In 2013, an inspection at the site of SQM – which said it used almost 400,000 liters of water per hour in 2022 – found that a third of the carob trees in the region had died.

A later study indicated that water shortage was a possible cause.

“We want to know, with certainty, what the real impact of groundwater extraction has been,” said Claudia Perez, 49, a resident of the nearby San Pedro River Valley.

She wasn’t against lithium, Perez said, as long as there were measures to “minimize the negative impact on people.”

‘Leave us alone’

On the other side of the Andes in Argentina, the salt lakes of Jujuy are home to the second largest lithium resources in the world along with the neighboring provinces of Salta and Catamarca.

With few restrictions on extraction and a low tax of just 3%, Argentina has become the world’s fourth largest producer of lithium from two mines.

With dozens of new projects underway with participation from American, Chinese, French, South Korean and local companies, Argentina said it hopes to overtake Chilean production by 2030.

But not everyone is convinced by the idea.

“It is not, as they say, that they [lithium companies] let’s save the planet… Rather, it’s us who have to give our lives to save the planet,” said Chavez, from the Santuario de Tres Pozos in the province of Jujuy.

A neighbour, 47-year-old street food vendor Barbara Quipildor, added fiercely: “I want them to leave us alone, in peace. I don’t want lithium… My concern is the future of my children’s children.

Will residents benefit?

About 300 kilometers north of Jujuy, Bolivia’s Salar de Uyuni contains more lithium than anywhere else – a quarter of the world’s resources, according to the USGS.

Half of the people in the region – which is also rich in silver and tin – live in poverty, according to household surveys.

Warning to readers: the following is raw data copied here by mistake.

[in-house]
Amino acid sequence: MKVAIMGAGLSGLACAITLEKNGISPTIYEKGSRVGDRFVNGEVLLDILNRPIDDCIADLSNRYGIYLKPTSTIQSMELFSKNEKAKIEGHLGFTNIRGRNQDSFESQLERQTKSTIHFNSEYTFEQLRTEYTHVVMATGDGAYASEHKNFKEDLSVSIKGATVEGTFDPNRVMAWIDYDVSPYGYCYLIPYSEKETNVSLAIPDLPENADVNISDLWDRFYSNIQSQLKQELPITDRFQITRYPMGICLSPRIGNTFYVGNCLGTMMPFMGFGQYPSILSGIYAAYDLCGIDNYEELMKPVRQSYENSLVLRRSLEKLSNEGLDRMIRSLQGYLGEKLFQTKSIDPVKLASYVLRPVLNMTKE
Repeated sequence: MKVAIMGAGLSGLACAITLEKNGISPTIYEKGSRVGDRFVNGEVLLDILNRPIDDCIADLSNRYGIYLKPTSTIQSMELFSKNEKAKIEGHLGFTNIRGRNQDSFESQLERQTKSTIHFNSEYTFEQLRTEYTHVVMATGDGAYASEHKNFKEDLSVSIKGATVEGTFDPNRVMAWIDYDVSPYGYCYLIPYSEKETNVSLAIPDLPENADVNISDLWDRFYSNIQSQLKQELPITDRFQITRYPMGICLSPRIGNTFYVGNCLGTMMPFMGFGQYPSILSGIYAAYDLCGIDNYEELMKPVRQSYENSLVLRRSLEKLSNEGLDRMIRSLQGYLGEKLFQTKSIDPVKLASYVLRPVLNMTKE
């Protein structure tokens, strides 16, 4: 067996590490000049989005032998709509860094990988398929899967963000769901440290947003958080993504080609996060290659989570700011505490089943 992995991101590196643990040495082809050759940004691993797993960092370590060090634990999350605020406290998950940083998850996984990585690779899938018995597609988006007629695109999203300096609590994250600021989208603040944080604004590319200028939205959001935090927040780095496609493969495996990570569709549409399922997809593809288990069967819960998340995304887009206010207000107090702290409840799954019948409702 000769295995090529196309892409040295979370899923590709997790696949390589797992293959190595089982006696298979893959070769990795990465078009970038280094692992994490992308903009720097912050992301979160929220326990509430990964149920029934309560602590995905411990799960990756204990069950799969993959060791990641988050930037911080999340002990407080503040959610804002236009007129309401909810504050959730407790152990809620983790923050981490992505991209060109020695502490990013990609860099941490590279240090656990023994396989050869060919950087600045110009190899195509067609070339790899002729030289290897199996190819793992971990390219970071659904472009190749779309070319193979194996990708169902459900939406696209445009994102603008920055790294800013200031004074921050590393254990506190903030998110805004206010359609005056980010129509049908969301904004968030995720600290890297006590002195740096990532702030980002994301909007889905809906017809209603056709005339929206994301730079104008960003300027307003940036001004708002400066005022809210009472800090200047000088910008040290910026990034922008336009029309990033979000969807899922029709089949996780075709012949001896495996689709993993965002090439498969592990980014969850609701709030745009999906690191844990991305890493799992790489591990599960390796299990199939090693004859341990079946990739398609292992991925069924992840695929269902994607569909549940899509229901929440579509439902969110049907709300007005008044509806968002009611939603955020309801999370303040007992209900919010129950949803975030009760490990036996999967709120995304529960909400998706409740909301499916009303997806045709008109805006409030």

The country’s leftist former president, Evo Morales, nationalized hydrocarbons and other resources such as lithium around the start of his 2006-2019 term and promised that Bolivia would set the world price for the metal.

In Rio Grande, a small town near the Yacimientos de Litio Bolivianos (YLB) lithium plant, Morales’ plans were met with enthusiasm.

In 2014, Donny Ali, a now 34-year-old lawyer, opened a hotel hoping for an economic boom.

He called it Lithium.

“We expected major industrial technological development and above all better living conditions,” he told AFP. “This does not happen.”

Hoping to boost the struggling lithium sector, the government opened it up to private hands in 2018, although national legislation has yet to denationalize the resource and no private extraction has yet begun. .

“Some people think Bolivia will ‘miss the boat’ in lithium,” said economist Juan Carlos Zuleta. “I don’t think that will happen.”

The real question, he said, is: when the ship arrives, “will lithium mining benefit Bolivians?”

All three countries are now looking to battery manufacturing — perhaps even building electric cars — as a way to turn the natural wealth of lithium into a modern industrial revolution.

“There is a concrete possibility for Latin America to become the next China,” Zuleta said.

In the meantime, the Lithium Hotel is empty.